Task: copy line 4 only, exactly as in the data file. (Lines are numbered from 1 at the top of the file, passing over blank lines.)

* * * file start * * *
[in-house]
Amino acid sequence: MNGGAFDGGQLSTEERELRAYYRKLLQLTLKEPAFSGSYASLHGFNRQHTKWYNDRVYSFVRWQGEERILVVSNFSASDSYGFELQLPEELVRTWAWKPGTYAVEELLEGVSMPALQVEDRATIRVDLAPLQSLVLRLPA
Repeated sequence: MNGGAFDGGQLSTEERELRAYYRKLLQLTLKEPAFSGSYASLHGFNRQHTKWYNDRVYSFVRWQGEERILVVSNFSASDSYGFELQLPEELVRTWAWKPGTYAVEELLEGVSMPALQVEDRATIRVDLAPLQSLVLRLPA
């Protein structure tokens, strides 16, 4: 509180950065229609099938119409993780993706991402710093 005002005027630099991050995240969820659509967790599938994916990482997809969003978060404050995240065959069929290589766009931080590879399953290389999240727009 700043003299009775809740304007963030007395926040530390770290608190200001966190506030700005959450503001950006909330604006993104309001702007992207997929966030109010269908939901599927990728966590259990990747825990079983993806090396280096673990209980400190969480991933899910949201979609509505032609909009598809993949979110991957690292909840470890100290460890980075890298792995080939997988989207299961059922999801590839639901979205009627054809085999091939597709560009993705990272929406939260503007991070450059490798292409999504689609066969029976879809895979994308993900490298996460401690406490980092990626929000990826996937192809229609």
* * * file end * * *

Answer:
């Protein structure tokens, strides 16, 4: 509180950065229609099938119409993780993706991402710093 005002005027630099991050995240969820659509967790599938994916990482997809969003978060404050995240065959069929290589766009931080590879399953290389999240727009 700043003299009775809740304007963030007395926040530390770290608190200001966190506030700005959450503001950006909330604006993104309001702007992207997929966030109010269908939901599927990728966590259990990747825990079983993806090396280096673990209980400190969480991933899910949201979609509505032609909009598809993949979110991957690292909840470890100290460890980075890298792995080939997988989207299961059922999801590839639901979205009627054809085999091939597709560009993705990272929406939260503007991070450059490798292409999504689609066969029976879809895979994308993900490298996460401690406490980092990626929000990826996937192809229609």